Reviews of Attainable Hi-Fi & Home-Theater Equipment

Reviews of Attainable Hi-Fi & Home-Theater Equipment

The SoundStage! Network’s extensive coverage of High End 2010 in Munich, Germany wasn’t entirely devoted to uber-expensive audio. Here are five low-cost gems worth getting excited about: 


Furutech’s cleverly named Le Mans 24-bit all-in-one DAC-60Wpc integrated amplifier is first on my list. Considering that it’s adorned with Furutech’s acclaimed RCA, XLR and speaker connectors, if this shapely product sounds half as good as it looks the Japanese manufacturer will have a hard time keeping up with demand. Could the $1800 Le Mans be the killer budget component of 2010?


Not if Anthem has anything to say about it. The electronics sister to Canadian loudspeaker powerhouse Paradigm, Anthem has slowly expanded its product line from top-of-the-line A/V processors to include power amps and an integrated two-channel amplifier that wowed our Philip Beaudette. Now Anthem is combining its processing and amplification expertise into one box in the form of the MRX A/V receiver series. Expected to retail for around $2000, the MRX 500 is the first of a planned family of receivers fitted with HDMI 1.4 and, astonishingly at this price point, Anthem Room Correction, the most advanced room-correction system I’ve ever experienced. Other receiver makers must be losing sleep.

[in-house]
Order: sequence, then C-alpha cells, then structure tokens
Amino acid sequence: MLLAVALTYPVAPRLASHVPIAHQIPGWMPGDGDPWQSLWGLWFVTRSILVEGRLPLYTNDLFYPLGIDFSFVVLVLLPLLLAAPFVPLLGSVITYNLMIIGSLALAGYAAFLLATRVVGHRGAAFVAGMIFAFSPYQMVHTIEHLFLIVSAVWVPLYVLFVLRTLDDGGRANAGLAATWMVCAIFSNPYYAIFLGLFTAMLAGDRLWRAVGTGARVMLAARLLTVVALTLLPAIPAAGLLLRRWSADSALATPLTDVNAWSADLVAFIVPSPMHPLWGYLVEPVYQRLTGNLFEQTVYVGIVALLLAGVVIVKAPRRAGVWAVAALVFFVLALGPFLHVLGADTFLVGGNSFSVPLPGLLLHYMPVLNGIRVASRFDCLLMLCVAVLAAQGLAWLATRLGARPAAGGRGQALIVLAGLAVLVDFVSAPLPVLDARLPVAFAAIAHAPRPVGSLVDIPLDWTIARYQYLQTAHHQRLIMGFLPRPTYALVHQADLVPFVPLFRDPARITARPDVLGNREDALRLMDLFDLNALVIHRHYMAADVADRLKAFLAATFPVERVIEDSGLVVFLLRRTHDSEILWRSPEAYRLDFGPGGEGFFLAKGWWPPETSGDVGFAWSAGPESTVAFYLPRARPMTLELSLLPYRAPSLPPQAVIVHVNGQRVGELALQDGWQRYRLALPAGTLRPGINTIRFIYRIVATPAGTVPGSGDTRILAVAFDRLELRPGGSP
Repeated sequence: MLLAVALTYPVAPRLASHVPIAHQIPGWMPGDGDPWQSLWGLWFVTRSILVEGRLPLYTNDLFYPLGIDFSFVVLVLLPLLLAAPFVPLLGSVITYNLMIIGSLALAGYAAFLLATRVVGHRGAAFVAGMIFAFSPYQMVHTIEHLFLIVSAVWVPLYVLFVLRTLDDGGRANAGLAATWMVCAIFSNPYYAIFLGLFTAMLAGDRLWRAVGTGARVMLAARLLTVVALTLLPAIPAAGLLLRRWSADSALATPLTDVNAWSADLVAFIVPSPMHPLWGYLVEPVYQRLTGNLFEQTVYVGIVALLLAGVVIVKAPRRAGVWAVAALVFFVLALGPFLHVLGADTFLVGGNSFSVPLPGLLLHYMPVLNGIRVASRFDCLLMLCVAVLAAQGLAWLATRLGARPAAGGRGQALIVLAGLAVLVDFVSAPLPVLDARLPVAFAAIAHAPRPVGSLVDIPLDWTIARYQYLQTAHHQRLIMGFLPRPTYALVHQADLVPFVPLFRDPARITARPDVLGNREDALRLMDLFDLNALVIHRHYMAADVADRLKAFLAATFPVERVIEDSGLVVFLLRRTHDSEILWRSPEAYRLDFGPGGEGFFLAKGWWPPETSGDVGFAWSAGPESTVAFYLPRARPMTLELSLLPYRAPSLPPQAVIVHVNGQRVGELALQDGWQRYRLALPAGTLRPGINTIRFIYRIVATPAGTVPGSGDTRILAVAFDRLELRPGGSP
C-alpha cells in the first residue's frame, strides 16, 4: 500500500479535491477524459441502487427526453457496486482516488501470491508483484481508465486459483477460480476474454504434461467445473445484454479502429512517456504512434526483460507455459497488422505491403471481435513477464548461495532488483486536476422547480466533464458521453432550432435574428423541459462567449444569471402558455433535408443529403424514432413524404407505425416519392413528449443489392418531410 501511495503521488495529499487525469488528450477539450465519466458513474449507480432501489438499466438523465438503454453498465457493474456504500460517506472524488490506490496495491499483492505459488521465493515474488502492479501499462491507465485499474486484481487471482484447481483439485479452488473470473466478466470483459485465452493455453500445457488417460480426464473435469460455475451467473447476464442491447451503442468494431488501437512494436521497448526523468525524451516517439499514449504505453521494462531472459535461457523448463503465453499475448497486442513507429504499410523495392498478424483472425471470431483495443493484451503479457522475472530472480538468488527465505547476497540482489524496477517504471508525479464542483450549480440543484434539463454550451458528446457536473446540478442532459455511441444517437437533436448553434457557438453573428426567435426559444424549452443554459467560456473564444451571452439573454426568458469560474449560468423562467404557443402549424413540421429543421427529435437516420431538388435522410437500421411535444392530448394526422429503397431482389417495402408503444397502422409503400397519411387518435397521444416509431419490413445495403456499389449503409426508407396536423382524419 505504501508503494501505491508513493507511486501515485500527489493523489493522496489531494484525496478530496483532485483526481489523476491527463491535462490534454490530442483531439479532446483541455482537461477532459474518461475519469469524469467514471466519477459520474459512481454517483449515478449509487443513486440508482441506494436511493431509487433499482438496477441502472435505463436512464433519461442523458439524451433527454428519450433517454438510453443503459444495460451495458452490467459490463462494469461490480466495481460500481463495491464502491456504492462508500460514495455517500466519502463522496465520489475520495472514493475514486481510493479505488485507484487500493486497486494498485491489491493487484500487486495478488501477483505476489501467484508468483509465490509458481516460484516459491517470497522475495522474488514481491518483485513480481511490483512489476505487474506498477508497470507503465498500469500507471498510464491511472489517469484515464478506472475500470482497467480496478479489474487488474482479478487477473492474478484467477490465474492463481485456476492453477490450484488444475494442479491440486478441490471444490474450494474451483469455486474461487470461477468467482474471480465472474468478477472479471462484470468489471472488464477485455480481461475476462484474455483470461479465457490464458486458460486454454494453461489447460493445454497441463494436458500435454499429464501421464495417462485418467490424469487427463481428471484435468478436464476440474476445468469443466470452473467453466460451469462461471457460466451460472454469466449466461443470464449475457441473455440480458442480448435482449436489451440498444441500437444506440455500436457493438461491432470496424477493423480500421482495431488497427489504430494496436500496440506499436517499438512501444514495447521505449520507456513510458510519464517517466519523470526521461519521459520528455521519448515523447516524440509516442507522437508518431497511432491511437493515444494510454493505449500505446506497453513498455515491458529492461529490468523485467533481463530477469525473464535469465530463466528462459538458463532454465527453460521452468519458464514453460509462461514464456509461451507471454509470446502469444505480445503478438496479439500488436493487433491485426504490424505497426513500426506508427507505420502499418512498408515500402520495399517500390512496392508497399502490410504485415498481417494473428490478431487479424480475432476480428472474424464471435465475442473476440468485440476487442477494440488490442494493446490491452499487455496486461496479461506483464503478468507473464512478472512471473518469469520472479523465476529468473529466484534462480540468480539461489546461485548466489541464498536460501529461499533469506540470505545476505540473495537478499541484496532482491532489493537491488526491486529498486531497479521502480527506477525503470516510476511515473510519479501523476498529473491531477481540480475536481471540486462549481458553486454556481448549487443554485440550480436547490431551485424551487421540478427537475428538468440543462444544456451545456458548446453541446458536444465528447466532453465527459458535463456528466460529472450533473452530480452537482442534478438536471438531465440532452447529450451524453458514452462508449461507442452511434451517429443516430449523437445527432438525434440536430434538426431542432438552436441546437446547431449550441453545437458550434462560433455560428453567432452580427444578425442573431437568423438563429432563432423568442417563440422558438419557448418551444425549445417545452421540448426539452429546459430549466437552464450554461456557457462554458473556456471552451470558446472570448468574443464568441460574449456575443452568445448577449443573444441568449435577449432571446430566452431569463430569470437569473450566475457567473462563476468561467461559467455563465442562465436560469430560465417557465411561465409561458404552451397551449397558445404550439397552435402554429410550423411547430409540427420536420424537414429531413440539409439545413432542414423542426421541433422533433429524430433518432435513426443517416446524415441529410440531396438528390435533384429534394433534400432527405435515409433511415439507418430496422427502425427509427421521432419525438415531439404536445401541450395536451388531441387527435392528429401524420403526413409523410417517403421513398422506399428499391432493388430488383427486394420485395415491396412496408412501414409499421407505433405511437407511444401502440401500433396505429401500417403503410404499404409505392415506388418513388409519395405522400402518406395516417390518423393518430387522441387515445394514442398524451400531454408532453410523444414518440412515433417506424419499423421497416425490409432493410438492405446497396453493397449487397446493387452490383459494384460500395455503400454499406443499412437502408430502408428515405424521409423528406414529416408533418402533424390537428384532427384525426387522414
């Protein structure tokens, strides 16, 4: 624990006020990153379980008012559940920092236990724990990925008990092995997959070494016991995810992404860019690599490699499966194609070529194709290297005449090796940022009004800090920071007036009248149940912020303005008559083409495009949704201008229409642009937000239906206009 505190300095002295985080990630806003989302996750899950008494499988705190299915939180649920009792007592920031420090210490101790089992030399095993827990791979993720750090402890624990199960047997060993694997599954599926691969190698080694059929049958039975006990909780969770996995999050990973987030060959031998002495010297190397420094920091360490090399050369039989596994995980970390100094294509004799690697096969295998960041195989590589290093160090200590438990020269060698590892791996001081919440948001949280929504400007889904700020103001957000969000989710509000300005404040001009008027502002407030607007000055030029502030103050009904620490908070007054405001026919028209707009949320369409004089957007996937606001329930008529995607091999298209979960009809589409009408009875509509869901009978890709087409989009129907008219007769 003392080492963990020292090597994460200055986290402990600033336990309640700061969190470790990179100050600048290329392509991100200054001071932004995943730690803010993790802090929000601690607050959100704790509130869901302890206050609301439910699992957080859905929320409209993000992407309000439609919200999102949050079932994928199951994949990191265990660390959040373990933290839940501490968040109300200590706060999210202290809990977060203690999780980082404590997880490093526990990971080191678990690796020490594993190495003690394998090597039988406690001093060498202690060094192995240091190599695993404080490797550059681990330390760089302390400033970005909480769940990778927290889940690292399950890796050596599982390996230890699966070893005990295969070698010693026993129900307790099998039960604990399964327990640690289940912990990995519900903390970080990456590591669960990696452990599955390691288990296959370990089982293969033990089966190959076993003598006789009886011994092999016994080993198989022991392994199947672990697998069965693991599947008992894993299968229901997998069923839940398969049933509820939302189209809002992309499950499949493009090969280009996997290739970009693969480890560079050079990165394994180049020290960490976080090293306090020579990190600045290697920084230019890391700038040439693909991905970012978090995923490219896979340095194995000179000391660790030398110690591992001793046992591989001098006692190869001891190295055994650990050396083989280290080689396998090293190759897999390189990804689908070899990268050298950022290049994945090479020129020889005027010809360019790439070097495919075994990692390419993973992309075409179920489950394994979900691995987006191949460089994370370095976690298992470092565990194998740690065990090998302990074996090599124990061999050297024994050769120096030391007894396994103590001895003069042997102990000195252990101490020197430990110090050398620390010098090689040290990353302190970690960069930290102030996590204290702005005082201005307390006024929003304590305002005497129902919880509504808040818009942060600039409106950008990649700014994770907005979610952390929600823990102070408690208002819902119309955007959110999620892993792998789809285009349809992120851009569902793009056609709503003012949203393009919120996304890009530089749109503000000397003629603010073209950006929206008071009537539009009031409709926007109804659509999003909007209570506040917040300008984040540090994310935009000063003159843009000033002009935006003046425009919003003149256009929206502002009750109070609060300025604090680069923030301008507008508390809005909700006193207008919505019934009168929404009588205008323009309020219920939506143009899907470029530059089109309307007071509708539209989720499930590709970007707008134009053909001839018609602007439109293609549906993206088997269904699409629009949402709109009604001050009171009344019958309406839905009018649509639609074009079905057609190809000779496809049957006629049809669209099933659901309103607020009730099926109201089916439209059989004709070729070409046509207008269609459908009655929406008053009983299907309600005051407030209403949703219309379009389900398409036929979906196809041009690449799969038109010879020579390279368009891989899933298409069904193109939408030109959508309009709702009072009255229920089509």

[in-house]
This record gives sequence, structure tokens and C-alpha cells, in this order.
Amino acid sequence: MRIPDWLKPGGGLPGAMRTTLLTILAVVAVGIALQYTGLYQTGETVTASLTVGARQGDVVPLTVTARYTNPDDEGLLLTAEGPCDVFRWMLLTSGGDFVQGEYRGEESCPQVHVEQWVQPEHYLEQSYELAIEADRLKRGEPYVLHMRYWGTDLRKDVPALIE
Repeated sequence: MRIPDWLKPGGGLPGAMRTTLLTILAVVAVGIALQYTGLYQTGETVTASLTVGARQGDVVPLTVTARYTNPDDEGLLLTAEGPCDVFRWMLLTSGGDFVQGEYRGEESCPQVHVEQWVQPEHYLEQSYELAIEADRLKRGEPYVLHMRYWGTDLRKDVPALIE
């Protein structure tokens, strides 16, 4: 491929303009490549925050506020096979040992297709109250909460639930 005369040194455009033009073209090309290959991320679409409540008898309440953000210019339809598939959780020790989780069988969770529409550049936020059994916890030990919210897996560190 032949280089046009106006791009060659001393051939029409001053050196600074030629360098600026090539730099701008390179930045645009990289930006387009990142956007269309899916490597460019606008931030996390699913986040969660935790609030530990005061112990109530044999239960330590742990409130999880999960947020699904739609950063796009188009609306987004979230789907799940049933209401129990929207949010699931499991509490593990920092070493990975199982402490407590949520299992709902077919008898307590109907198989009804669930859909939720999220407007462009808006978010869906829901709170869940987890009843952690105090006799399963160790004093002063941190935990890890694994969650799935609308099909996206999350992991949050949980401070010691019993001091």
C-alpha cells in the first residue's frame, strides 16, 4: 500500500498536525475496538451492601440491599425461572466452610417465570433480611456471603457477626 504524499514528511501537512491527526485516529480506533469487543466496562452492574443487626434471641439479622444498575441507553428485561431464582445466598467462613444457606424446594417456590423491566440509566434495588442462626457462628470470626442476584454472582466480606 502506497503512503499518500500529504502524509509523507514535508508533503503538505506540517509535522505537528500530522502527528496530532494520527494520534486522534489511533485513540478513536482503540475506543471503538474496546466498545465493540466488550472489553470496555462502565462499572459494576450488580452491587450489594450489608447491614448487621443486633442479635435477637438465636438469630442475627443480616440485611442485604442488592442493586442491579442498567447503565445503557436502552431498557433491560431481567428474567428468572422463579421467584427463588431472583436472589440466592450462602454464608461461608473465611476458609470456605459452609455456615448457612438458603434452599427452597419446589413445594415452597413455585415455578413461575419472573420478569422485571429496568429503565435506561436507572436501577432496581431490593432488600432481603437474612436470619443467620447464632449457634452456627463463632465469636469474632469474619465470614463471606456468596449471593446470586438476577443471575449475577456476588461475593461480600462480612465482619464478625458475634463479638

Remember Boston Acoustics? Like so many other venerable speaker brands, Boston went off the rails for a while. But if the company’s new RS 334 floorstander is any indication, Boston is back, baby. Tall, slim, and packed with five drivers, the $2100-per-pair RS 334 should appeal to the lifestyle crowd as much as audiophiles looking for a diminutive but full-sounding speaker. But whether the Boston Acoustics brand can still attract a customer willing to spend $2000 on speakers remains to be seen.


Pro-Ject’s Box series started out with a couple of inexpensive phono preamps, but it has multiplied like atomic rabbits into a family of 30-some products. Want a small receiver, DAC, CD player, power amp, or even a turntable speed controller? Pro-Ject has a Box for you -- all from about $100 to $700.


Elac is a terrible name but a good loudspeaker brand. Granted, some of its designs have the aesthetic of a German disco circa 1989, but the stand-mount BS 182 exudes class and refinement. Coming in at about $1300 a pair, the BS 182 features Elac’s proprietary JET Ill ribbon tweeter and a bottom-mounted port that fires into a base plate. In practical terms, putting the port on the bottom allows for more placement flexibility than a rear-ported enclosure. Design-wise, the bottom port means the lovely front baffle isn’t blighted by a big hole. It would be great to see Elac come to North America, where it could be the next Amphion.

. . . Colin Smith